A LOT of my time this week has been spent futilely chasing rabbits around my allotment. And then, on Thursday, it was announced that Hollywood is to make a film based on the life of Beatrix Potter, creator of Peter Rabbit. And today, I am pondering the question: is the latter responsible for the former?
As we reported on Daelnet (See News), the Skipton areas of the Dales have been hit by a plague of rabbits. They have infested church yards, the Leeds-Liverpool canal basin, and allotments - one of them being mine.
What's more, they are gourmet rabbits with the skills of a circus gymnast. I have watched them leap fences four feet high and - even more miraculously - jump through a tiny hole in a wire fence three feet from the ground like a trained Alsatian leaping through a burning hoop.
Once inside, they plunder only the best. They take tender young French beans but not their tougher cousins, the runners. For some reason, they totally gorge on red cabbage but merely nibble the outer leaves of the common-or-garden green stuff. As for calabrese, they ignore the leaves but feast on the flower hearts, the bits that should grace my table.
But the biggest insult ever was when they set up home a couple of winters ago under my asparagus bed, eating the tender shoots - the ultimate garden crop - before they even got to the surface! So I was not just giving the blighters B & B but threw in a gourmet supper too.
Now my childhood was spent in the lean years of the 1940s, when rationing was actually tightened after we had "won" World War 11. It was a regular treat for me to go out with a friend of my father's with his 12-bore and a brace of ferrets, to be welcomed by local farmers because, for them, the only good rabbit was a dead rabbit.
The usual tally was several brace, which my grandmother - a Victorian cook of the old school - would turn into myriad dishes from pies to stews and (with a pigeon breast or two and a little pork) game pies. These were split half and half between hunter and cook and our neighbours enjoyed a veritable feast.
Now I would dearly like to take a gun to the rabbits on my allotment but this is not allowed by the council because there are public footpaths on two sides and a bad shot might endanger a passer-by. Gassing is not allowed either because that could endanger domestic pets and the same goes for snares: there is a voracious Siamese cat which hunts our land and it is an ace-killer of baby rabbits.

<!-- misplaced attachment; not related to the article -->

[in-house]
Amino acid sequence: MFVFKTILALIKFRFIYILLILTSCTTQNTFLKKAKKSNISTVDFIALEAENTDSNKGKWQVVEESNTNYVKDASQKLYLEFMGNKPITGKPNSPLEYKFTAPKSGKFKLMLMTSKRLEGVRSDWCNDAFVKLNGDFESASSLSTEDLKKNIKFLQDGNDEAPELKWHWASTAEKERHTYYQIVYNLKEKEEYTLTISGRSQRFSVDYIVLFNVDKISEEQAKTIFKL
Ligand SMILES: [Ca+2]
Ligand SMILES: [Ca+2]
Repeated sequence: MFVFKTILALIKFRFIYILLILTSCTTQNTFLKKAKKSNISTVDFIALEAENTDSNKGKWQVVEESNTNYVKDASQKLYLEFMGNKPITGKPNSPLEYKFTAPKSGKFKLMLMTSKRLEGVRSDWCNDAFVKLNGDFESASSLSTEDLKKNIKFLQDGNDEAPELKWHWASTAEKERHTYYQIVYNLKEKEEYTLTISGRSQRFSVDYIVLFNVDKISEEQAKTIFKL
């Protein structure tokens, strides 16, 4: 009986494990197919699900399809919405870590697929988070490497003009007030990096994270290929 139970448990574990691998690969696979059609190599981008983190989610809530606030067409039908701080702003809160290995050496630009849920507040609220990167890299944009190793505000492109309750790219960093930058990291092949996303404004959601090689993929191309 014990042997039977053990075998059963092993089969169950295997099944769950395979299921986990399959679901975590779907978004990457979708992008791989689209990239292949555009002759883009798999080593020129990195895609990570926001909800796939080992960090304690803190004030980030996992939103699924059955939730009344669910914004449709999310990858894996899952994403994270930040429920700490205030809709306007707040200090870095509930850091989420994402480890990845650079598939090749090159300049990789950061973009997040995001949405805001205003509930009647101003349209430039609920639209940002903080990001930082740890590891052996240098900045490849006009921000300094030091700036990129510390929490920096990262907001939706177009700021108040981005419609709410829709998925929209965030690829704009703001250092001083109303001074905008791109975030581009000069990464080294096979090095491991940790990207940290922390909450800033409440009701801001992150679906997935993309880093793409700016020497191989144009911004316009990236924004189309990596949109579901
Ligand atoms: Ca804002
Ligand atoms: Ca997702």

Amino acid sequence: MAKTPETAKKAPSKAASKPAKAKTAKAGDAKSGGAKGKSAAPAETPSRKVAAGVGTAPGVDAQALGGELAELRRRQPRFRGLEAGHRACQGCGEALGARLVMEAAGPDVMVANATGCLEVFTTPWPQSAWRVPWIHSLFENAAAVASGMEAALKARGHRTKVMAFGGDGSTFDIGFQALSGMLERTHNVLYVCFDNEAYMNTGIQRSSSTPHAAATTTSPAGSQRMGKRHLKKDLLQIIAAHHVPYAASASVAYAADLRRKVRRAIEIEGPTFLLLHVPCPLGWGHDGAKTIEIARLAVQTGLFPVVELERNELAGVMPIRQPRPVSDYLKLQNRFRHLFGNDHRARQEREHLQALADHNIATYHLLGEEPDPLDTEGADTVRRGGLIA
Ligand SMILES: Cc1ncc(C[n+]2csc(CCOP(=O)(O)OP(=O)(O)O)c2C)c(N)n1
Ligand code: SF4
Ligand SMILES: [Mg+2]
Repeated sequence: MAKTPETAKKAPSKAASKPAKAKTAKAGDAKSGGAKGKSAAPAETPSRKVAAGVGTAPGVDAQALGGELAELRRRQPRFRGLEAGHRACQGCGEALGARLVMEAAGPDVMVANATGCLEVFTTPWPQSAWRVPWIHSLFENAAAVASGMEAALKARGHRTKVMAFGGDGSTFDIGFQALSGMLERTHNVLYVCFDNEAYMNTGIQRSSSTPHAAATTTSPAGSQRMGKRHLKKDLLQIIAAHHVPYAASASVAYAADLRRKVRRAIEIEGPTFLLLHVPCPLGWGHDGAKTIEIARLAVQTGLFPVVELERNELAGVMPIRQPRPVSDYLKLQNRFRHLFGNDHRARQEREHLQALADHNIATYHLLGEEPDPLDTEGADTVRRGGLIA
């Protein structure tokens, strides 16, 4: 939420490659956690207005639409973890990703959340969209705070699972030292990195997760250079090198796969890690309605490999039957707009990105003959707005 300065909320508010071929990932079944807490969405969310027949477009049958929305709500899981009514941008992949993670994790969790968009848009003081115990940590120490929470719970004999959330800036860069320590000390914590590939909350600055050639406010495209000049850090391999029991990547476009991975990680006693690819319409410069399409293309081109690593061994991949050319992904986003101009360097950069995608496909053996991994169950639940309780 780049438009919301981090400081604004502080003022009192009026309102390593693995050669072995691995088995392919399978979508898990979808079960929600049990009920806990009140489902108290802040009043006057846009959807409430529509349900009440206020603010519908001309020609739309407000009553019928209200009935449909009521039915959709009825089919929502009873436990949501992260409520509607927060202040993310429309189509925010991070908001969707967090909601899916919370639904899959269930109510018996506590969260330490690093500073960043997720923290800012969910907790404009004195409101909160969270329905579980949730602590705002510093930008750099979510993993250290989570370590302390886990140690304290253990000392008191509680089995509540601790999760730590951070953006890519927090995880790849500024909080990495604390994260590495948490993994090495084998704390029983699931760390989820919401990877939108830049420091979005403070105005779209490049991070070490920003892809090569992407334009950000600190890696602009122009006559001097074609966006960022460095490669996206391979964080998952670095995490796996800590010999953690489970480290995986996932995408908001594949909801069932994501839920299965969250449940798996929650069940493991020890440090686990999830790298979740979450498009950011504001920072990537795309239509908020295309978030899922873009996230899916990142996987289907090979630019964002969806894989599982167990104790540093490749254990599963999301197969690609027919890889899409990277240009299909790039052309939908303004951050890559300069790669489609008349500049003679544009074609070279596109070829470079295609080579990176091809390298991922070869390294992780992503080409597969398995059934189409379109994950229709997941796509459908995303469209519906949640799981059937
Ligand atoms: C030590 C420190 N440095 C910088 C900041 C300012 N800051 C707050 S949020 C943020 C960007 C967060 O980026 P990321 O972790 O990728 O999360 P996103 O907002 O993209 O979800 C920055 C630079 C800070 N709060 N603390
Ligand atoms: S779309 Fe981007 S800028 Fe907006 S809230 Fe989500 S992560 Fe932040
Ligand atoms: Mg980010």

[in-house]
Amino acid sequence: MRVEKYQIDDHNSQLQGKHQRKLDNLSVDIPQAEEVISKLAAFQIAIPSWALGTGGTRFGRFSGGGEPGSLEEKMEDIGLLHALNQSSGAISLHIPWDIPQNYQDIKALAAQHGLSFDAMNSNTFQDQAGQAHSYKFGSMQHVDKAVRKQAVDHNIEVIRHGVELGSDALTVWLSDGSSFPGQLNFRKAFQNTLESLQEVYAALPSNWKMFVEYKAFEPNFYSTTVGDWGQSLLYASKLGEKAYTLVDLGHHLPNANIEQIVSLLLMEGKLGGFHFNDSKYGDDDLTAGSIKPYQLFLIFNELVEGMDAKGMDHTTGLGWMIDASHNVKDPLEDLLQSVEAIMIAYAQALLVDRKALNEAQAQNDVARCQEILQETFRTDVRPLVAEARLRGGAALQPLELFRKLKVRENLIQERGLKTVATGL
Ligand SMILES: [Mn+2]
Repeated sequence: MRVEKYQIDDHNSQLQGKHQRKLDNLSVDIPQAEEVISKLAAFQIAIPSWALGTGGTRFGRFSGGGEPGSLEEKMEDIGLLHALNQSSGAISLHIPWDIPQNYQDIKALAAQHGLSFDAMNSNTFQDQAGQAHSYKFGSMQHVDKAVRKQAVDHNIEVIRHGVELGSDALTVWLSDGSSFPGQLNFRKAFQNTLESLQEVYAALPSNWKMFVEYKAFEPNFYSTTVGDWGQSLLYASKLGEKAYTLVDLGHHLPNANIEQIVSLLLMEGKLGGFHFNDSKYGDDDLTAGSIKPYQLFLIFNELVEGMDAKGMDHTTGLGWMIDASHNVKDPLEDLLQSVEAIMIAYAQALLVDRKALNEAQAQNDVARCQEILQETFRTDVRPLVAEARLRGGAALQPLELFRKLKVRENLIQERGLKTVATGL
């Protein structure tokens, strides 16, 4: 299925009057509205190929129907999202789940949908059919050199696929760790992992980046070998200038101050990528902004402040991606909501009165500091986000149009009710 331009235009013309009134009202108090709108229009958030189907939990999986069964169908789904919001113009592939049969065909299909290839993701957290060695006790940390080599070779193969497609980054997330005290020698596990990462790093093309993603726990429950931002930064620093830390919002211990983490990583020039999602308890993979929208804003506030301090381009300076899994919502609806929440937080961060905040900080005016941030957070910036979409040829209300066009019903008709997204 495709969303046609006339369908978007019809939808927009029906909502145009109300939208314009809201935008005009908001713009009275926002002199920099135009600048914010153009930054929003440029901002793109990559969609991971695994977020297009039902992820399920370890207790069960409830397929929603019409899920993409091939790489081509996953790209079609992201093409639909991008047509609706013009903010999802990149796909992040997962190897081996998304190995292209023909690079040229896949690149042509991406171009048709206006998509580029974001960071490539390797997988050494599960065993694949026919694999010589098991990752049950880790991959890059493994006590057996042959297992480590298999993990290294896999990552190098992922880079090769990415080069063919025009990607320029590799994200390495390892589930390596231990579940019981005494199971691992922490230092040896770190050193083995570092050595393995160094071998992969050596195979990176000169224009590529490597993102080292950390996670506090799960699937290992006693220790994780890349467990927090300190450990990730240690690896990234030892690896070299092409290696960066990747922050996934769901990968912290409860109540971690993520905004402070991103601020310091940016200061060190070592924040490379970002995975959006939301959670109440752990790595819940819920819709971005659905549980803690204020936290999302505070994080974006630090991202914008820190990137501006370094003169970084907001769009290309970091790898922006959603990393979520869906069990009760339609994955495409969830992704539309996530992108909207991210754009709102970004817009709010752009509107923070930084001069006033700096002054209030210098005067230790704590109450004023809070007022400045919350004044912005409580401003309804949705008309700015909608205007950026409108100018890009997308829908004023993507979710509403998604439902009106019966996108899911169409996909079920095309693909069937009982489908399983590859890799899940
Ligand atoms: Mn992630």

All this is shame because the only way that England will ever control its rabbit population - which has become a menace in some areas for under-mining railway embankments and country roads - is if more people could be persuaded to eat the bleeping things.
And that is where Beatrix Potter comes in. She published Peter Rabbit, her first book, in 1900 and then went on for many years giving human feelings to a whole zoo of animals like Jemima Puddleduck, Prickles, et al. This was the beginning of the end for the great English rabbit pie (except in times for war or food shortages) because millions of townies were brought up on anthromorphasised animals which could speak, think and hatch clever little schemes - and therefore definitely not for eating.
Beatrix has always puzzled me in this because she sunk her literary fortune into a Lake District farm and became very much a hands-on sheep farmer. Farming in that beautiful but desolate part of the world has always been a hard struggle and for any hill farmer, whether in the Lakes, the Yorkshire Dales or the Pennines, the rabbit has always been a public enemy: it is said that seven rabbits graze as much as one mature sheep.
We are all indebted to dear old Beatrix because she virtually founded the National Trust and her farm was its first property. But if only she hadn't made Peter the Rabbit human. Then I could enjoy once again an Olde English rabbit pie - fattened on my own prize veg. Imagine: asparagus-fed rabbit. Surely, we gardeners are allowed a gourmet treat too!
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